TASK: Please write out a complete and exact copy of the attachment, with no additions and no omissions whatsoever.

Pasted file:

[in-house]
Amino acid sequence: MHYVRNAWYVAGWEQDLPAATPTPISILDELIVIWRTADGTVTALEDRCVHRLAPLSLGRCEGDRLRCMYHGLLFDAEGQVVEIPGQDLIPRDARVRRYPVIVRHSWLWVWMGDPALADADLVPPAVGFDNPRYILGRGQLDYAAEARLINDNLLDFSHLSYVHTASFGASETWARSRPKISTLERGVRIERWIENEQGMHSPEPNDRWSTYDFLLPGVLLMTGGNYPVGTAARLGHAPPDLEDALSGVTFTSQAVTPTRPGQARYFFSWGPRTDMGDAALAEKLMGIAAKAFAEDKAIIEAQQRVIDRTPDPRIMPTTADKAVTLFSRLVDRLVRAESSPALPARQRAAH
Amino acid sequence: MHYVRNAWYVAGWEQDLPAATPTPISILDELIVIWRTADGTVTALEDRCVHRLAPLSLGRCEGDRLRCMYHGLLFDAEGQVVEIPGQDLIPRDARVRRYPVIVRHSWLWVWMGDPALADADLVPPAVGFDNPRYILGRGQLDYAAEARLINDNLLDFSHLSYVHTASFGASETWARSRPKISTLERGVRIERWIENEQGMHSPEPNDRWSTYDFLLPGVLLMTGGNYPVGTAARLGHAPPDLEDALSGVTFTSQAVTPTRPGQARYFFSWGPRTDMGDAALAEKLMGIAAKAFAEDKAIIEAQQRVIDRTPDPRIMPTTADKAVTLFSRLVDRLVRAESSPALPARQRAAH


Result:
[in-house]
Amino acid sequence: MHYVRNAWYVAGWEQDLPAATPTPISILDELIVIWRTADGTVTALEDRCVHRLAPLSLGRCEGDRLRCMYHGLLFDAEGQVVEIPGQDLIPRDARVRRYPVIVRHSWLWVWMGDPALADADLVPPAVGFDNPRYILGRGQLDYAAEARLINDNLLDFSHLSYVHTASFGASETWARSRPKISTLERGVRIERWIENEQGMHSPEPNDRWSTYDFLLPGVLLMTGGNYPVGTAARLGHAPPDLEDALSGVTFTSQAVTPTRPGQARYFFSWGPRTDMGDAALAEKLMGIAAKAFAEDKAIIEAQQRVIDRTPDPRIMPTTADKAVTLFSRLVDRLVRAESSPALPARQRAAH
Amino acid sequence: MHYVRNAWYVAGWEQDLPAATPTPISILDELIVIWRTADGTVTALEDRCVHRLAPLSLGRCEGDRLRCMYHGLLFDAEGQVVEIPGQDLIPRDARVRRYPVIVRHSWLWVWMGDPALADADLVPPAVGFDNPRYILGRGQLDYAAEARLINDNLLDFSHLSYVHTASFGASETWARSRPKISTLERGVRIERWIENEQGMHSPEPNDRWSTYDFLLPGVLLMTGGNYPVGTAARLGHAPPDLEDALSGVTFTSQAVTPTRPGQARYFFSWGPRTDMGDAALAEKLMGIAAKAFAEDKAIIEAQQRVIDRTPDPRIMPTTADKAVTLFSRLVDRLVRAESSPALPARQRAAH